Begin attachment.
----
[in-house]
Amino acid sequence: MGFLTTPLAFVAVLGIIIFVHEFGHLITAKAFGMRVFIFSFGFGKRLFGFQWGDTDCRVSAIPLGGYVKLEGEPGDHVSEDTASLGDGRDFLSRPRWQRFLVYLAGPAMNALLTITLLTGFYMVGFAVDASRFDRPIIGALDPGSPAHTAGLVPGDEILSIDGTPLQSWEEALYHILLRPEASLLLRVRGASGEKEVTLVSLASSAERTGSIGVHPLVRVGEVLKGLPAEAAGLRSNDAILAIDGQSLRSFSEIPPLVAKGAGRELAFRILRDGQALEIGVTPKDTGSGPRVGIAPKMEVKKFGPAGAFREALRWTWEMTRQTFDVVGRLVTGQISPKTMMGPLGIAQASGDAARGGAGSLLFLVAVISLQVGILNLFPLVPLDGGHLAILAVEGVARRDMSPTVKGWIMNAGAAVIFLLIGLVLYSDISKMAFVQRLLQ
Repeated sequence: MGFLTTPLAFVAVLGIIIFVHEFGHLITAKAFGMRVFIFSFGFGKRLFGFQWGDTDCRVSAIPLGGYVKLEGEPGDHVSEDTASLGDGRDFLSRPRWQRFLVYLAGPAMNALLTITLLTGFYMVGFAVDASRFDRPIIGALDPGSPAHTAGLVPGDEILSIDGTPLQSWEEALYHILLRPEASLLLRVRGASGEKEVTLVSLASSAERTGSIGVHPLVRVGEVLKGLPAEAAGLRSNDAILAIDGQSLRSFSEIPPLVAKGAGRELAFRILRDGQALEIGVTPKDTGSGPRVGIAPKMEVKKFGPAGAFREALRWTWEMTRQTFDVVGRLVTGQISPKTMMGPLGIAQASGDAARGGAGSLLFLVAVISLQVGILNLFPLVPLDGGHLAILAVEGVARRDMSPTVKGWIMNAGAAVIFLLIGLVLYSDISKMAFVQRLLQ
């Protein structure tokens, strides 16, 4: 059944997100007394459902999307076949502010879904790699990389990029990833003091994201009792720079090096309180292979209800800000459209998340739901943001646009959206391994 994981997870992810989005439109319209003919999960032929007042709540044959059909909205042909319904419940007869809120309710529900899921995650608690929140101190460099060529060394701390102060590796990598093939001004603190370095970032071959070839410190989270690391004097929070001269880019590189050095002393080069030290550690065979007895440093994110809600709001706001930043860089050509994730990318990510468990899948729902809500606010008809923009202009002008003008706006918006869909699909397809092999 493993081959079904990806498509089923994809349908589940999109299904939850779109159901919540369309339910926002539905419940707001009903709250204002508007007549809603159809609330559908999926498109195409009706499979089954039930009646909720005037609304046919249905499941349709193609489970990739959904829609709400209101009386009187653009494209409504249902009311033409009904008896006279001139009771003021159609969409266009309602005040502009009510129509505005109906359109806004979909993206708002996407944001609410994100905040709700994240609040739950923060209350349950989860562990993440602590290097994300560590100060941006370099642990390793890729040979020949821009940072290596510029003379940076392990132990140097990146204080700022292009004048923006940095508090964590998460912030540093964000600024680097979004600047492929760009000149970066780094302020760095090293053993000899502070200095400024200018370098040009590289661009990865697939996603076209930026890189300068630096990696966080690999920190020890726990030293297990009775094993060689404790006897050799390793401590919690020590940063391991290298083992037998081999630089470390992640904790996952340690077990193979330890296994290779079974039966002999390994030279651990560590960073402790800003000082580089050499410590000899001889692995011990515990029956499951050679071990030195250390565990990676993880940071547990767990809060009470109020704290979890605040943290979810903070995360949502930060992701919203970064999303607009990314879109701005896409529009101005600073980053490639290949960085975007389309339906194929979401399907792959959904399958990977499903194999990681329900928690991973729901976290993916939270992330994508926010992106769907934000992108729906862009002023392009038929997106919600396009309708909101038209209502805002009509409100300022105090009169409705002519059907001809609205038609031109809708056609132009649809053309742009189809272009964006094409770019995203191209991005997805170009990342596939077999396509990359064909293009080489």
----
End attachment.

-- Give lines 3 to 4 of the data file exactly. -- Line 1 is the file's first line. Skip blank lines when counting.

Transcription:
Repeated sequence: MGFLTTPLAFVAVLGIIIFVHEFGHLITAKAFGMRVFIFSFGFGKRLFGFQWGDTDCRVSAIPLGGYVKLEGEPGDHVSEDTASLGDGRDFLSRPRWQRFLVYLAGPAMNALLTITLLTGFYMVGFAVDASRFDRPIIGALDPGSPAHTAGLVPGDEILSIDGTPLQSWEEALYHILLRPEASLLLRVRGASGEKEVTLVSLASSAERTGSIGVHPLVRVGEVLKGLPAEAAGLRSNDAILAIDGQSLRSFSEIPPLVAKGAGRELAFRILRDGQALEIGVTPKDTGSGPRVGIAPKMEVKKFGPAGAFREALRWTWEMTRQTFDVVGRLVTGQISPKTMMGPLGIAQASGDAARGGAGSLLFLVAVISLQVGILNLFPLVPLDGGHLAILAVEGVARRDMSPTVKGWIMNAGAAVIFLLIGLVLYSDISKMAFVQRLLQ
């Protein structure tokens, strides 16, 4: 059944997100007394459902999307076949502010879904790699990389990029990833003091994201009792720079090096309180292979209800800000459209998340739901943001646009959206391994 994981997870992810989005439109319209003919999960032929007042709540044959059909909205042909319904419940007869809120309710529900899921995650608690929140101190460099060529060394701390102060590796990598093939001004603190370095970032071959070839410190989270690391004097929070001269880019590189050095002393080069030290550690065979007895440093994110809600709001706001930043860089050509994730990318990510468990899948729902809500606010008809923009202009002008003008706006918006869909699909397809092999 493993081959079904990806498509089923994809349908589940999109299904939850779109159901919540369309339910926002539905419940707001009903709250204002508007007549809603159809609330559908999926498109195409009706499979089954039930009646909720005037609304046919249905499941349709193609489970990739959904829609709400209101009386009187653009494209409504249902009311033409009904008896006279001139009771003021159609969409266009309602005040502009009510129509505005109906359109806004979909993206708002996407944001609410994100905040709700994240609040739950923060209350349950989860562990993440602590290097994300560590100060941006370099642990390793890729040979020949821009940072290596510029003379940076392990132990140097990146204080700022292009004048923006940095508090964590998460912030540093964000600024680097979004600047492929760009000149970066780094302020760095090293053993000899502070200095400024200018370098040009590289661009990865697939996603076209930026890189300068630096990696966080690999920190020890726990030293297990009775094993060689404790006897050799390793401590919690020590940063391991290298083992037998081999630089470390992640904790996952340690077990193979330890296994290779079974039966002999390994030279651990560590960073402790800003000082580089050499410590000899001889692995011990515990029956499951050679071990030195250390565990990676993880940071547990767990809060009470109020704290979890605040943290979810903070995360949502930060992701919203970064999303607009990314879109701005896409529009101005600073980053490639290949960085975007389309339906194929979401399907792959959904399958990977499903194999990681329900928690991973729901976290993916939270992330994508926010992106769907934000992108729906862009002023392009038929997106919600396009309708909101038209209502805002009509409100300022105090009169409705002519059907001809609205038609031109809708056609132009649809053309742009189809272009964006094409770019995203191209991005997805170009990342596939077999396509990359064909293009080489």